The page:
Discussion

The present study tested whether precautionary communication regarding EMFs emitted by WLAN devices can influence symptom perceptions under sham exposure.

It was hypothesised that symptom perceptions would be higher after receiving precautionary information compared to basic technical information including a statement about the safety of the existing exposure limits. In line with existing research, it was hypothesised that the effect would be moderated by state anxiety. Additionally, it was assumed that trait anxiety, somatosensory amplification and prior risk perception would have a moderating influence. Previous studies that reported an effect of different types of information on a nocebo experience [40, 52] selected media reports that strongly suggested the harmfulness of EMFs. In contrast to these studies, the aim of the current study was to test specifically whether precautionary information, which does not directly suggest harmfulness and is disseminated by many health authorities, can also cause this effect.

Multiple regression analyses indicated that although all symptom variables were on average higher in the group that had received precautionary information, this difference was not significant. Furthermore, out of 12 tested interaction effects (with the four independent variables state anxiety, trait anxiety, somatosensory amplification and prior risk perception tested for three different dependent variables each), none of these interactions were significant or conform with the hypotheses. Thus, it can be concluded that precautionary information does not lead to increased symptom perception under a sham EMF exposure. Prior studies that found media effects on symptom perception have suggested a ‘triggering role of information in the form of written instruction or television reports’ [41], potentially leading to avoidance of EMF sources, thereby being one possible step in the development of IEI-EMF [40, 41]. Yet, whether the nocebo effect is the starting point for IEI-EMF, or whether it acts as an aggravator of pre-existing medically unexplained symptoms, as suggested previously [53], remains to be determined. As the current study did not find a short-term effect of the reception of precautionary information on symptom perception, it does probably not trigger any long-term effects by itself, either.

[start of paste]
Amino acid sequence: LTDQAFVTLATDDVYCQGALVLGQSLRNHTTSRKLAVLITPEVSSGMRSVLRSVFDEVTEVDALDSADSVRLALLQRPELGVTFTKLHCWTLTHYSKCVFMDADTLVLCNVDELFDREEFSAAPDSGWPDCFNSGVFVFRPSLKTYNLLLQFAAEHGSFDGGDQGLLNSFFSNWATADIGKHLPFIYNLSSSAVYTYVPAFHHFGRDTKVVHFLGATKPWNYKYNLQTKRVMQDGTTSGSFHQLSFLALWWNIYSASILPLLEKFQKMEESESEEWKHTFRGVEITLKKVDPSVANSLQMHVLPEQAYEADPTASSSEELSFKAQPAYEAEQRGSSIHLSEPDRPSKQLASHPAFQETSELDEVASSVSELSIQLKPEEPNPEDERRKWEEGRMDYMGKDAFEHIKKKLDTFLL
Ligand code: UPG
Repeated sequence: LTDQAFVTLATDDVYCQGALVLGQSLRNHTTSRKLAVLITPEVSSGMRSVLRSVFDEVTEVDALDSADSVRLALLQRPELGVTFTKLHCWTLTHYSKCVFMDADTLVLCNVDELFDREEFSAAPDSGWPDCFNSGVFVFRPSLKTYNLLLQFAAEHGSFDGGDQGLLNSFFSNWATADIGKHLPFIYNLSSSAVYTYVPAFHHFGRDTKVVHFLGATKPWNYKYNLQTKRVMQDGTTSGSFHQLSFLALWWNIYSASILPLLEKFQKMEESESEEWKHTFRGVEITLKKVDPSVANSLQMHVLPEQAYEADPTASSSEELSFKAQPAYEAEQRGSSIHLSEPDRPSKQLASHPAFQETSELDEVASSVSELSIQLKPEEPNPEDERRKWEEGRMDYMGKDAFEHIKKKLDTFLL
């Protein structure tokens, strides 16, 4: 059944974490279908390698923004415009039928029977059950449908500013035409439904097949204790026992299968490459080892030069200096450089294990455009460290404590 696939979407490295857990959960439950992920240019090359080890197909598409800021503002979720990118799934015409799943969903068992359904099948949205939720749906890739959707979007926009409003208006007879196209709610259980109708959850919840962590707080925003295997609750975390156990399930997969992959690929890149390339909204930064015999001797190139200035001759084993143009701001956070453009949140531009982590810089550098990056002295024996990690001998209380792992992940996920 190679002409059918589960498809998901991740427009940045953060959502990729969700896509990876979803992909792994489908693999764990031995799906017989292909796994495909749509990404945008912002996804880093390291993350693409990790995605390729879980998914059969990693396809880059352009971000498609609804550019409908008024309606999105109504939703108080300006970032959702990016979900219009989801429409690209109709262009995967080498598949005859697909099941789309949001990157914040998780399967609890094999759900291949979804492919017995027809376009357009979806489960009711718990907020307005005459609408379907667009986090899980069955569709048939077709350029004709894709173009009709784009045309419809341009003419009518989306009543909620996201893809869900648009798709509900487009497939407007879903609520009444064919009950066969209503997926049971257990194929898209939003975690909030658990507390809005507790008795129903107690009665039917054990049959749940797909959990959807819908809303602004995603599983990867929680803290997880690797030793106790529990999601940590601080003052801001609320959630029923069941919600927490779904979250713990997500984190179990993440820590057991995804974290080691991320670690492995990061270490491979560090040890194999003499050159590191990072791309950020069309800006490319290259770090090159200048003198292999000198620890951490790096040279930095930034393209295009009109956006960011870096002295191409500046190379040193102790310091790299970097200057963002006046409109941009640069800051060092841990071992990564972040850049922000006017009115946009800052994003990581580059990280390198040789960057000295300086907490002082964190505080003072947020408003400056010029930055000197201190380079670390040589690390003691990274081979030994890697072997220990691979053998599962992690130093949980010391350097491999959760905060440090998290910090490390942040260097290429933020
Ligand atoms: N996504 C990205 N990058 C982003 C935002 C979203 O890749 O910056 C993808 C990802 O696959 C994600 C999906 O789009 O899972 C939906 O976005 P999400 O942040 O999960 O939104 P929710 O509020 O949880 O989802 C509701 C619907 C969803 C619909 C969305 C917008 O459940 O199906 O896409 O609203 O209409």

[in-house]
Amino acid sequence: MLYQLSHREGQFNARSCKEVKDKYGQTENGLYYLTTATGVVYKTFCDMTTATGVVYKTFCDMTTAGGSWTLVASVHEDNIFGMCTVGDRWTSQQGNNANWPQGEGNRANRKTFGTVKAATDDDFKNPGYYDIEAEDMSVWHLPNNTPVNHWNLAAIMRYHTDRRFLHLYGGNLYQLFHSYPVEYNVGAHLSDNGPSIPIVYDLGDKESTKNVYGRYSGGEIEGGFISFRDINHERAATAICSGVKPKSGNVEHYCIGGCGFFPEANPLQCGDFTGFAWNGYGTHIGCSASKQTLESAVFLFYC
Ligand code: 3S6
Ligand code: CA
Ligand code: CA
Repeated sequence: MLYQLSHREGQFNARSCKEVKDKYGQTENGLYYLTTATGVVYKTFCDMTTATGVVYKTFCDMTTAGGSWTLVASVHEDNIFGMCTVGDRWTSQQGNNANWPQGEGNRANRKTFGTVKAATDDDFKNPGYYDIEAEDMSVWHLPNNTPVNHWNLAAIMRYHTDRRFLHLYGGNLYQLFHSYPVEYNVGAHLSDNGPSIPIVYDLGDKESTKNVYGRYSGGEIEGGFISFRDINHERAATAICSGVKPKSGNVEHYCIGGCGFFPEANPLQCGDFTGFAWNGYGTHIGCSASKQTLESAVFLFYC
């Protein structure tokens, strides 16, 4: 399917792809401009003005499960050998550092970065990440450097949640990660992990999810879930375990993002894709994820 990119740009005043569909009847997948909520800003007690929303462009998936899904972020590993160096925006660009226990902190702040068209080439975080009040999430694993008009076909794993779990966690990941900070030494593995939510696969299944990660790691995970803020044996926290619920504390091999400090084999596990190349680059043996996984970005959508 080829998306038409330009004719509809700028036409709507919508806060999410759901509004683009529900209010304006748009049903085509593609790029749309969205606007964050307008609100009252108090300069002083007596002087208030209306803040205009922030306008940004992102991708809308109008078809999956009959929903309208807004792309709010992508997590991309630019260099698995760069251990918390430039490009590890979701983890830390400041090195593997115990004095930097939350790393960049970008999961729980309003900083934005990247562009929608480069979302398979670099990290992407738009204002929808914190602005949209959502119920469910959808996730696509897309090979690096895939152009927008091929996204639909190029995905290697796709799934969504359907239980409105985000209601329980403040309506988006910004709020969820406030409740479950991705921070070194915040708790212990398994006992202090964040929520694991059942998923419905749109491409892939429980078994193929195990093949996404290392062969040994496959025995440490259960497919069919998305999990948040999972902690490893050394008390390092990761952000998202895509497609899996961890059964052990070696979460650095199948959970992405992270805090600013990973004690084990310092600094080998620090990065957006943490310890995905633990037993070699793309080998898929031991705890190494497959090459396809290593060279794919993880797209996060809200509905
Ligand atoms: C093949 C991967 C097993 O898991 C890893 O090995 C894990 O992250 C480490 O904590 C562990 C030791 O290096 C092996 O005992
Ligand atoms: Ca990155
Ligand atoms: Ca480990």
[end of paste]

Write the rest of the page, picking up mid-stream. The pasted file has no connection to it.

A special methodological feature warrants mentioning, i.e. the high ecological validity of this finding. The experimental material used in this study was original material from the German national radiation health authority (‘Bundesamt für Strahlenschutz’, BfS). Hence, it can quite reasonably be derived that the precautionary communication from the BfS does not lead to the presumably unintended effect of an increased nocebo response. Moreover, other radiation health authorities worldwide communicate in similar ways, allowing us to conclude that their communication probably does not have the hypothesised effect on its recipients, either. However, this transfer might not hold for every country that communicates precautions, (a) because the pattern of communication is often similar but never the same as the one from the BfS and (b) cultural differences might lead to a different reception process.

While there is converging evidence in the literature that precautionary information increases risk perception (see e.g. [11]), this is the second study that delineates the boundaries of this effect. In a recent study, precautionary information led to an increase in risk perception, however, the same participants did not show signs of increased state anxiety [14]. Seen from this angle, the practical relevance of EMF risk perception can be questioned. Nevertheless, prior risk perception was by far the most powerful predictor of a nocebo experience in the current study. Personality variables, namely somatosensory amplification and, to a lesser extent also trait anxiety, also predicted a nocebo experience, but had much less explanatory value. Exploratory findings show that high prior risk perception is connected to the expectation of symptoms, which in turn predict a nocebo response. This mediation, however, was only partial in two of three cases.